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Effects of Pile Driving on the Residency and Movement of Tagged Reef Fish

View Article: PubMed Central - PubMed

ABSTRACT

The potential effects of pile driving on fish populations and commercial fisheries have received significant attention given the prevalence of pile driving occurring in coastal habitats throughout the world. Behavioral impacts of sound generated from these activities on fish typically have a greater area of influence than physical injury, and may therefore adversely affect a greater portion of the local population. This study used acoustic telemetry to assess the movement, residency, and survival of 15 sheepshead (Archosargus probatocephalus) and 10 grey snapper (Lutjanus griseus) in Port Canaveral, Florida, USA, in response to 35 days of pile driving at a wharf complex. No obvious signs of mortality or injury to tagged fish were evident from the data. Received sound pressure levels from pile strikes on the interior of the wharf, where reef fish primarily occur, were on average 152–157 dB re 1 μPa (peak). No significant decrease in sheepshead daytime residency was observed during pile driving within the central portion of the wharf and area of highest sound exposure, and no major indicators of displacement from the exposure wharf with the onset of pile driving were observed. There was evidence of potential displacement from the exposure wharf that coincided with the start of pile driving observed for 2 out of 4 grey snapper, along with a decrease in daytime residency for a subset of this species with high site fidelity prior to the event. Results indicate that snapper may be more likely to depart an area of pile driving disturbance more readily than sheepshead, but were less at risk for behavioral impact given the lower site fidelity of this species.

No MeSH data available.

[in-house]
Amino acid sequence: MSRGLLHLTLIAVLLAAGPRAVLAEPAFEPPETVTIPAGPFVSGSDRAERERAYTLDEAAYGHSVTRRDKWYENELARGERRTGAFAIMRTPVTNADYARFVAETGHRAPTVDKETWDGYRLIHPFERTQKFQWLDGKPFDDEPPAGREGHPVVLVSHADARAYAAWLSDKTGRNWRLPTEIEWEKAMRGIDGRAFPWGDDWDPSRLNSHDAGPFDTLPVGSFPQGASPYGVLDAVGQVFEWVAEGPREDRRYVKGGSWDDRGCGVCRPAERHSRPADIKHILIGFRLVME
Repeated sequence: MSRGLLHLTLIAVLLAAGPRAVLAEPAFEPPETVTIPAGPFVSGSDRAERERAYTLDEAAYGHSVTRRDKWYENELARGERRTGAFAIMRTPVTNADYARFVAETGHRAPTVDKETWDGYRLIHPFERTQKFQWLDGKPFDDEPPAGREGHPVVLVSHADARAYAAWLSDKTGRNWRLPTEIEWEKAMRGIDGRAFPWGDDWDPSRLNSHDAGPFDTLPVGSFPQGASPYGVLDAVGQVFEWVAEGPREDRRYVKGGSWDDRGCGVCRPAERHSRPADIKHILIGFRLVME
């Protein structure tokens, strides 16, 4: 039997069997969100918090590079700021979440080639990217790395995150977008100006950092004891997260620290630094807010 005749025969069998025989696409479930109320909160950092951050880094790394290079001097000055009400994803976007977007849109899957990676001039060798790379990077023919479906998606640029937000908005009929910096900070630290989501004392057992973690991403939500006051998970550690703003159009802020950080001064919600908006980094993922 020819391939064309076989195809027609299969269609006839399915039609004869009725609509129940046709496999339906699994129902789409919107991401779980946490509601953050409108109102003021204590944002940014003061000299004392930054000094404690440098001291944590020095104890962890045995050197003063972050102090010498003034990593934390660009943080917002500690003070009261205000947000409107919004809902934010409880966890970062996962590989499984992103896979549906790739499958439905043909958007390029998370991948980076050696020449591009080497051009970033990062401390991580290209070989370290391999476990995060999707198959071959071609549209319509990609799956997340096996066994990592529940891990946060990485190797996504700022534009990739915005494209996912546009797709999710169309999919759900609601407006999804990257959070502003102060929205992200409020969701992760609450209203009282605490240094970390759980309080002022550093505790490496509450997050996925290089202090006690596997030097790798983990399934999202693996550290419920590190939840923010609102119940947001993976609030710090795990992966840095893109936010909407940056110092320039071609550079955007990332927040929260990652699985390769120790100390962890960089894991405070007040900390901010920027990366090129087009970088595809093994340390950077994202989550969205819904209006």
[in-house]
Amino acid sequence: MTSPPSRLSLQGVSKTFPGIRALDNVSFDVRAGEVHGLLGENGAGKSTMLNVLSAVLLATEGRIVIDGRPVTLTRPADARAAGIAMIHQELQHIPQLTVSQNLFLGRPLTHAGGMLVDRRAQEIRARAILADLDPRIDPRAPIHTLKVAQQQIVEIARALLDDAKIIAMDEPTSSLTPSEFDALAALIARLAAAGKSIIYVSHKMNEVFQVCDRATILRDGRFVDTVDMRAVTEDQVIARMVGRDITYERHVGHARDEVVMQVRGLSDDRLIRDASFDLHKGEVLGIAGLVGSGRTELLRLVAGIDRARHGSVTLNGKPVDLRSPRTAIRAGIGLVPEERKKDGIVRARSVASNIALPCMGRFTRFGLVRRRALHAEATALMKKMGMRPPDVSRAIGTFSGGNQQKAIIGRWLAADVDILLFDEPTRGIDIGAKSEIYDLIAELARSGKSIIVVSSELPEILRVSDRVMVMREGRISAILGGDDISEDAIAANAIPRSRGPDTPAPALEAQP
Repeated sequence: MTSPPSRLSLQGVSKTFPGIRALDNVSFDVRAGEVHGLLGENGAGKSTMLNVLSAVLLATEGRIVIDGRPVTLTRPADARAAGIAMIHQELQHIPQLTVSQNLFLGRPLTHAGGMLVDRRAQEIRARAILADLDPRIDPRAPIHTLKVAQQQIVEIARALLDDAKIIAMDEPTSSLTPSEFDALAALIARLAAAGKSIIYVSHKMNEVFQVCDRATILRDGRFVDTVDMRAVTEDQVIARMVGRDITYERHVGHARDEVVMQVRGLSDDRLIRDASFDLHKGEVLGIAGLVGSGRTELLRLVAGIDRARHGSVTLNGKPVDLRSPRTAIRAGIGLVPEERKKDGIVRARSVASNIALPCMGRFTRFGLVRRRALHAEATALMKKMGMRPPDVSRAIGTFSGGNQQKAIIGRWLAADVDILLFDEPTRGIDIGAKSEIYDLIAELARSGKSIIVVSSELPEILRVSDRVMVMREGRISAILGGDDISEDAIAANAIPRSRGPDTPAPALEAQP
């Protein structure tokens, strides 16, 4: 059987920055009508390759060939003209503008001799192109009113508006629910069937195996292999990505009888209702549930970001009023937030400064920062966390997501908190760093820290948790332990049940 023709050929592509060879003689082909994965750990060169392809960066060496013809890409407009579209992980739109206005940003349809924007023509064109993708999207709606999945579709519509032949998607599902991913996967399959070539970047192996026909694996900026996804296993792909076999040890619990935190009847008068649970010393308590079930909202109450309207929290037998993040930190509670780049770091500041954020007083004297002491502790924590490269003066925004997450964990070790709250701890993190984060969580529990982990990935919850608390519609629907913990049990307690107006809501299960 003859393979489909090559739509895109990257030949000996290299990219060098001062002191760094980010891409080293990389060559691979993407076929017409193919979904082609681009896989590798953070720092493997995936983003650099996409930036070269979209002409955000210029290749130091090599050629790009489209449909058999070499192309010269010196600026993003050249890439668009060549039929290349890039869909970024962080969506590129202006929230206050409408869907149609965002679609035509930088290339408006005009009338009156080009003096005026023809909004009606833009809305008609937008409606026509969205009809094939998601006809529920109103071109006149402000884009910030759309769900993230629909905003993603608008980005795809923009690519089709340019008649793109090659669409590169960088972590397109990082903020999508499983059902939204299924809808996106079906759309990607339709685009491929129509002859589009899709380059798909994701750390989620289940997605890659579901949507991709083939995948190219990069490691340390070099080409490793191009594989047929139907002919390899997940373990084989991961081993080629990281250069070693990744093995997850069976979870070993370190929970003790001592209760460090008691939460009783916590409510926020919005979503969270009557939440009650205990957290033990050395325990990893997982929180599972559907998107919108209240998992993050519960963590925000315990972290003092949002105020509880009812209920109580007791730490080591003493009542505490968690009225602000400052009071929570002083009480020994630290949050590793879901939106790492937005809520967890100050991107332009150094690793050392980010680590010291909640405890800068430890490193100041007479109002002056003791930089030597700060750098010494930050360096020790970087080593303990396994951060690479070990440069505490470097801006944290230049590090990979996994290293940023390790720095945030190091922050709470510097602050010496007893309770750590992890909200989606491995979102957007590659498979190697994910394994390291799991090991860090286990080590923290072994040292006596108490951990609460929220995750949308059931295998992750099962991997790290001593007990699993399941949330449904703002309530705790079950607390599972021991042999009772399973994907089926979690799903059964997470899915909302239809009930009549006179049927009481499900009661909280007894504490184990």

Related in: MedlinePlus

Acoustic detections of all 40 fish pre, during, and post pile driving.Detections shown for the exposure basin (red squares), the control basin (blue circles), Cape Canaveral Bight (green triangles), and Sebastian Inlet (purple diamond; 60 km south of Cape Canaveral). Each symbol represents a single day fish was present; shading indicates the period of pile driving.
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pone.0163638.g004: Acoustic detections of all 40 fish pre, during, and post pile driving.Detections shown for the exposure basin (red squares), the control basin (blue circles), Cape Canaveral Bight (green triangles), and Sebastian Inlet (purple diamond; 60 km south of Cape Canaveral). Each symbol represents a single day fish was present; shading indicates the period of pile driving.

Mentions: Individual detection data were examined to determine timing of departure from the exposure basin (Fig 4). Two sheepshead left the exposure basin before pile driving began; sheepshead ID4 moved into the control basin while sheepshead ID6 was never detected again. The remaining sheepshead stayed in the exposure basin for the duration of pile driving, with the exception of sheepshead ID5 that left on day 10 of pile driving, and returned 21 days after pile driving ended.